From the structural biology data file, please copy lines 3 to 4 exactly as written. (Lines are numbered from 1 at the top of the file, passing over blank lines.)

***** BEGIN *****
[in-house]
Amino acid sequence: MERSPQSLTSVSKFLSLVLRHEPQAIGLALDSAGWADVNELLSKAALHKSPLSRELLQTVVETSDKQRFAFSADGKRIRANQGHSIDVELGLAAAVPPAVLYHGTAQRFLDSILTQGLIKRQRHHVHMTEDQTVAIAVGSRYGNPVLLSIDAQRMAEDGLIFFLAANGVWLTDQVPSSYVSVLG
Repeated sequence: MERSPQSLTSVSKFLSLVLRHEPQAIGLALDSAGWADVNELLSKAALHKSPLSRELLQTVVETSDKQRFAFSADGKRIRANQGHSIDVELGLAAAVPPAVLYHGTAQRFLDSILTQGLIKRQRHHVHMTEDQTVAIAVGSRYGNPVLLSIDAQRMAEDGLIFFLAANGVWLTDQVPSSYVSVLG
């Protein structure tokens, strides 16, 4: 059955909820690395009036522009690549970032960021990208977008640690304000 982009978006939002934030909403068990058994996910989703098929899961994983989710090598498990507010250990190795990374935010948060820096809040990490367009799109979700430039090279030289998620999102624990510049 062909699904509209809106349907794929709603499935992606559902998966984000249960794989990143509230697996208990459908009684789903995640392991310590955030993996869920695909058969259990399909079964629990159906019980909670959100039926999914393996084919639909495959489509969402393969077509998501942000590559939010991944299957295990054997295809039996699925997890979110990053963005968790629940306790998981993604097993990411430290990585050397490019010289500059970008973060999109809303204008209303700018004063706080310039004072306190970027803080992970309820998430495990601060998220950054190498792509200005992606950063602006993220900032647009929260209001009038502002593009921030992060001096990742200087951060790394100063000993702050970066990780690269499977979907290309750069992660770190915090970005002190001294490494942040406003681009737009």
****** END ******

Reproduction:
Repeated sequence: MERSPQSLTSVSKFLSLVLRHEPQAIGLALDSAGWADVNELLSKAALHKSPLSRELLQTVVETSDKQRFAFSADGKRIRANQGHSIDVELGLAAAVPPAVLYHGTAQRFLDSILTQGLIKRQRHHVHMTEDQTVAIAVGSRYGNPVLLSIDAQRMAEDGLIFFLAANGVWLTDQVPSSYVSVLG
């Protein structure tokens, strides 16, 4: 059955909820690395009036522009690549970032960021990208977008640690304000 982009978006939002934030909403068990058994996910989703098929899961994983989710090598498990507010250990190795990374935010948060820096809040990490367009799109979700430039090279030289998620999102624990510049 062909699904509209809106349907794929709603499935992606559902998966984000249960794989990143509230697996208990459908009684789903995640392991310590955030993996869920695909058969259990399909079964629990159906019980909670959100039926999914393996084919639909495959489509969402393969077509998501942000590559939010991944299957295990054997295809039996699925997890979110990053963005968790629940306790998981993604097993990411430290990585050397490019010289500059970008973060999109809303204008209303700018004063706080310039004072306190970027803080992970309820998430495990601060998220950054190498792509200005992606950063602006993220900032647009929260209001009038502002593009921030992060001096990742200087951060790394100063000993702050970066990780690269499977979907290309750069992660770190915090970005002190001294490494942040406003681009737009």